10. Sterlin Thompson (OF)

  • Highest Level:  Low-A ETA: 2025 Fantasy Ceiling:  Top 60 OF with upside if he develops power
  • Tools Summary: He has the potential for a solid hit tool with average power.

Sterlin Thompson had a solid season at the University of Florida, showing excellent contact skills with solid power.  The Rockies liked him enough to make him the 31st overall selection last July.  Based on his swing, it looks like he’ll hit, but the swing is flat, so he’ll need to add some loft to tap into some home run pop.  There’s enough bat speed and physicality to suggest he can, but until we see it, it’s not there.  He’s a below-average runner, so speed will not be part of the profile.

11. Gabriel Hughes (RHP)

  • Highest Level:  Low-A ETA: 2025 Fantasy Ceiling:  Top 60 SP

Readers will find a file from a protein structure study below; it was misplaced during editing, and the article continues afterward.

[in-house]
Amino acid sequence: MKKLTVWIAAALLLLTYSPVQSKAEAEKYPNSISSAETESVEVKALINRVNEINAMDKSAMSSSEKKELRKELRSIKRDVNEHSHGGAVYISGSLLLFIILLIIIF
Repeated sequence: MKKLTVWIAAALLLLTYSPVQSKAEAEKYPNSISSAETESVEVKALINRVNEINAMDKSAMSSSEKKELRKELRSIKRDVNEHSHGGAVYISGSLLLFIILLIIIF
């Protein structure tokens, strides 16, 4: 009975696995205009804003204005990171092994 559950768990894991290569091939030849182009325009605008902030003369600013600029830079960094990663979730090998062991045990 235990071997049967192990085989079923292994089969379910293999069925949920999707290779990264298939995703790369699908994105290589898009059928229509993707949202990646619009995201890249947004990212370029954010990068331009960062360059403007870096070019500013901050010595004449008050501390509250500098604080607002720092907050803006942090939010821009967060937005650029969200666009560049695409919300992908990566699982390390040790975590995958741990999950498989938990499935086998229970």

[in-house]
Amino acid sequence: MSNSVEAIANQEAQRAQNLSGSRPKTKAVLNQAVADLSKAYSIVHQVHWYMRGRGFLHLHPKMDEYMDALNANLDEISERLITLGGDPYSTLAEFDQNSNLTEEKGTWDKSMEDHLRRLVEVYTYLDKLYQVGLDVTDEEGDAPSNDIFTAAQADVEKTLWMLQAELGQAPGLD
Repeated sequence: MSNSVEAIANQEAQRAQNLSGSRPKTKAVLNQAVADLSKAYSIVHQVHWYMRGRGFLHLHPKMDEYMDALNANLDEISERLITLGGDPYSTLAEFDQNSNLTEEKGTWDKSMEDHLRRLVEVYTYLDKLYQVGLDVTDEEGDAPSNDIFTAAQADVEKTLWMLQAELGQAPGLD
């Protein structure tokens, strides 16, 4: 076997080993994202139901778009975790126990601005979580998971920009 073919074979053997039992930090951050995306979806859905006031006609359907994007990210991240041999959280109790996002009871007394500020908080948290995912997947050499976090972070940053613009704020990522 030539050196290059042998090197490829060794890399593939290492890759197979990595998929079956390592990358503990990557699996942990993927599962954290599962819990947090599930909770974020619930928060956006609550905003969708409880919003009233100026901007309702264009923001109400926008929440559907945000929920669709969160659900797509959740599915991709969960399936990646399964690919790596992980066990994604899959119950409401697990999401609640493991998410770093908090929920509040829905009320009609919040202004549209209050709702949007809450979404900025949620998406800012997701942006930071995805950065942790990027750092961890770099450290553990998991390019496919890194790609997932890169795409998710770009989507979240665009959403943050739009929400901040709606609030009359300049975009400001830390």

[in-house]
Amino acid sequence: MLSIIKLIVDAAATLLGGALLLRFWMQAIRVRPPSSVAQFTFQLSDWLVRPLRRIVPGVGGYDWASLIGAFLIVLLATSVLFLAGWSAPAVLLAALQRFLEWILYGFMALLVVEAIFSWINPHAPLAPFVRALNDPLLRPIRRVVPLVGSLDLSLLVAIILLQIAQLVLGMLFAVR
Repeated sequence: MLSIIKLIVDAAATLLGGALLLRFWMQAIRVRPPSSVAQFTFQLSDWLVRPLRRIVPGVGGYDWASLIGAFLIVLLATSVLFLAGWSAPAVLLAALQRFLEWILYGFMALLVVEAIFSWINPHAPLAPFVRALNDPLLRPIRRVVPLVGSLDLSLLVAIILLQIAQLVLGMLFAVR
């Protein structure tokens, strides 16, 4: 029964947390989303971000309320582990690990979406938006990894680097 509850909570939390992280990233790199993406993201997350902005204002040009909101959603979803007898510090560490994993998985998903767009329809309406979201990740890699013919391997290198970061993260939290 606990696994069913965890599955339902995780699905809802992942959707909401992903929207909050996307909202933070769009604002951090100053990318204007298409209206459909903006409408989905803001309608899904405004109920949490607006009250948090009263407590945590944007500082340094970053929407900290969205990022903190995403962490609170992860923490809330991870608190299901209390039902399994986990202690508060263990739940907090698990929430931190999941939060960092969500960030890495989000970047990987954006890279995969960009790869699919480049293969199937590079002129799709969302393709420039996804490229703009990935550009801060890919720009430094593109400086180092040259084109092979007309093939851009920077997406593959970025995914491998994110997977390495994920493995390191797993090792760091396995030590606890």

• Tools Summary: He has a solid arsenal but an inconsistent ability to throw strikes.

I liked Gabriel Hughes on draft day but thought he might drop to the second round or at least the supplemental first round.  However, the Rockies liked him more and snagged him with the 10th overall pick.  He’s a big guy at 6-foot-4 and a listed 220 pounds (I think he’s bigger than that) with a big fastball that will touch 96 to 97.  He had a solid season at Gonzaga, where he pitched to a 3.21 ERA striking out over 12 per nine but also walking over three per nine.  If the Rockies can get him to throw more strikes, he could profile as a number three starter.  But, given his home ballpark and their lack of developing pitchers (I’d be curious if anyone could do better given Coors), I’m going to put a number four starting pitcher ceiling (with upside).